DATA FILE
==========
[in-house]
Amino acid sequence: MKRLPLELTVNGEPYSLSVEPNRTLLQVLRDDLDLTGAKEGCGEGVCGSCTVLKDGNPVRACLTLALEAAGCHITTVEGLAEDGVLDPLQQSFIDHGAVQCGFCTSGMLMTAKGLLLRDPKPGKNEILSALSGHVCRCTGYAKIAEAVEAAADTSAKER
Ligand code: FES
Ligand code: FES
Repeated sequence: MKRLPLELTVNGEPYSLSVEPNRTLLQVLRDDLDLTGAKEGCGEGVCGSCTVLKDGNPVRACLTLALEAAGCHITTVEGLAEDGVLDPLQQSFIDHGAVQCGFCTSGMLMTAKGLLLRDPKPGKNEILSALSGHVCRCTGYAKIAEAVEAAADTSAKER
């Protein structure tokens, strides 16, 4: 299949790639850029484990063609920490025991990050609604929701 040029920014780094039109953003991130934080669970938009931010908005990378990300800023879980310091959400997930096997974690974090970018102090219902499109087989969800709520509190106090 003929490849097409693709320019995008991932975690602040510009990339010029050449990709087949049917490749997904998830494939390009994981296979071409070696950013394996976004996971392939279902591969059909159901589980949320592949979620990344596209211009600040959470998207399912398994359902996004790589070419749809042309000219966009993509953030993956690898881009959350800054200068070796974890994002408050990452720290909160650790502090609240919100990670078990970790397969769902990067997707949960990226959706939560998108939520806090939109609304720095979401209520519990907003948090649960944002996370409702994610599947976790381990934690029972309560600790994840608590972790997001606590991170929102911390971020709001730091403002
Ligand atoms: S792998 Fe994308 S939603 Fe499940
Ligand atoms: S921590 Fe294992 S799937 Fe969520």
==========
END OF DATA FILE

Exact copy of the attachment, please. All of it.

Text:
[in-house]
Amino acid sequence: MKRLPLELTVNGEPYSLSVEPNRTLLQVLRDDLDLTGAKEGCGEGVCGSCTVLKDGNPVRACLTLALEAAGCHITTVEGLAEDGVLDPLQQSFIDHGAVQCGFCTSGMLMTAKGLLLRDPKPGKNEILSALSGHVCRCTGYAKIAEAVEAAADTSAKER
Ligand code: FES
Ligand code: FES
Repeated sequence: MKRLPLELTVNGEPYSLSVEPNRTLLQVLRDDLDLTGAKEGCGEGVCGSCTVLKDGNPVRACLTLALEAAGCHITTVEGLAEDGVLDPLQQSFIDHGAVQCGFCTSGMLMTAKGLLLRDPKPGKNEILSALSGHVCRCTGYAKIAEAVEAAADTSAKER
């Protein structure tokens, strides 16, 4: 299949790639850029484990063609920490025991990050609604929701 040029920014780094039109953003991130934080669970938009931010908005990378990300800023879980310091959400997930096997974690974090970018102090219902499109087989969800709520509190106090 003929490849097409693709320019995008991932975690602040510009990339010029050449990709087949049917490749997904998830494939390009994981296979071409070696950013394996976004996971392939279902591969059909159901589980949320592949979620990344596209211009600040959470998207399912398994359902996004790589070419749809042309000219966009993509953030993956690898881009959350800054200068070796974890994002408050990452720290909160650790502090609240919100990670078990970790397969769902990067997707949960990226959706939560998108939520806090939109609304720095979401209520519990907003948090649960944002996370409702994610599947976790381990934690029972309560600790994840608590972790997001606590991170929102911390971020709001730091403002
Ligand atoms: S792998 Fe994308 S939603 Fe499940
Ligand atoms: S921590 Fe294992 S799937 Fe969520």